Day Trippin

A collection of day trips: Wurstfest

Wurstfest returns November 2nd-11th of 2018. Photo by Courtney Sellers

This year we celebrated the 56th anniversary of Wurstfest — the huge outdoor sausage and beer festival in New Braunfels, TX. I haven’t been to Wurstfest since I was in college at Texas State, and since we were going to a wedding in the hill country anyway we decided to head up a day early so we could attend.

First things first, I think Wurstfest could be a day trip if you aren’t a huge drinker. But I never condone drinking and driving, so turn this into an overnight stay if you plan to enjoy the pitchers of beer. The hotel hustle in New Braunfels during the two-week period of Wurstfest is unparalleled anywhere on earth. I recommend staying at the Microtel on I35 – prices were cheaper than anywhere else in town, all of their rooms are non-smoking, and they have the greatest policy on earth – after the checkout time of noon, you can stay in the room for $10/hr. This was clutch the next morning after drinking beer all night. Noon would have been an impossible task – we barely made it to the 4:30 pm wedding.

Uber has been a major development in the time that has passed between my last trip to Wurstfest a decade ago and now. Parking is a struggle and many churches and other businesses offer up parking in their lots for a price. I spoke to a member of the Knights of Columbus for a local church, and he told me they don’t even have to do fundraisers anymore because the money they make from parking during the two weeks of the festival pays for everything they would do fundraising for. That’s incredible. Be prepared for a pretty long walk either way — the traffic leading up to the festival entrance is so slow you’re likely to jump out of your Uber, and the waiting area for cars is a good walk away when you leave.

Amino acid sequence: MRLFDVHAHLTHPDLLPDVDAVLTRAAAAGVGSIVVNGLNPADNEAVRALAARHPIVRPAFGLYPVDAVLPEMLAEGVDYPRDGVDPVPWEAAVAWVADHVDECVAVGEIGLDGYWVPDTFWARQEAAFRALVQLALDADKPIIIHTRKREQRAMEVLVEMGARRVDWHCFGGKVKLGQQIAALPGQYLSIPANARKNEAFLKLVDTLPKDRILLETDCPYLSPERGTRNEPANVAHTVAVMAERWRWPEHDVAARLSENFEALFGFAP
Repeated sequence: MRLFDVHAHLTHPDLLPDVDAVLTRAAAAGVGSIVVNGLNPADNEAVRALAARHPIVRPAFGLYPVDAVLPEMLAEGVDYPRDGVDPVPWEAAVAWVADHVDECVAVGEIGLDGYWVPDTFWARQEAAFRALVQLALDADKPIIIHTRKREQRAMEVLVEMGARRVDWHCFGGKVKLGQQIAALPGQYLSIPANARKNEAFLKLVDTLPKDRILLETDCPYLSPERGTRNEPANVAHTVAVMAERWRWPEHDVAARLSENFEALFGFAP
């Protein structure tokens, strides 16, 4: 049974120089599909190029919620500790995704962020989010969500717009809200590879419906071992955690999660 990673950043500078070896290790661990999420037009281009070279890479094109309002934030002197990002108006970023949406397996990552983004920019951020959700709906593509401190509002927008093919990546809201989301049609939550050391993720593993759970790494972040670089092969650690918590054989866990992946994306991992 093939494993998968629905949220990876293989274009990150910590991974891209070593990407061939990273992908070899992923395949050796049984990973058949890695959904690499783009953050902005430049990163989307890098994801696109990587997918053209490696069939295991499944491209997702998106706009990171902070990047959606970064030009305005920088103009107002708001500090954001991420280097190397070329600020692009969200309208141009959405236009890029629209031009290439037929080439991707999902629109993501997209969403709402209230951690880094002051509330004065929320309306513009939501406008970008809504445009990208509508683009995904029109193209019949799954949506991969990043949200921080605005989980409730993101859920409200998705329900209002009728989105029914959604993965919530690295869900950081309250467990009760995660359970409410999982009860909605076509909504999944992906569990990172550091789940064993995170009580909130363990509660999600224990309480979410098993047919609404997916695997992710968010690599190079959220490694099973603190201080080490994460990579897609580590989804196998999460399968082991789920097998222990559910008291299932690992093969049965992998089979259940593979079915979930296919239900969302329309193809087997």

Once you actually get there, you can purchase entrance and drink tickets either online or at the door. At the door and once inside the festival everything is cash only. The only exception to the cash only rule is the souvenir stands where they do take credit cards. I found this hilarious — it’s too hard to take credit cards until they really want your money, then it’s simple.

So you’re inside Wurstfest. Now what? We attended the second weekend of the festival and it was packed to the gills. Walking is nearly impossible once you get inside. The festival has outgrown the grounds so much that every single inch of space is taken, and the fair grounds are just a writhing mass of people all trying to get to different places. There are tents set up around the festival with different musicians and performers, and the big tent near the main entrance of the festival for the main attractions. This tent is massive, and it was by God’s own grace that we actually were able to find our friends. Cell phone service is almost non-existent here due to the huge crowds. The big tent in the middle is where you’ll find all the beer and meats your heart desires. My advice is to find a stand that sells the beer you want, get your sausages, and post up shop at an entertainment tent nearby and just sit there. If you can’t find a place to sit, get ok with standing the whole time, it’s not that bad!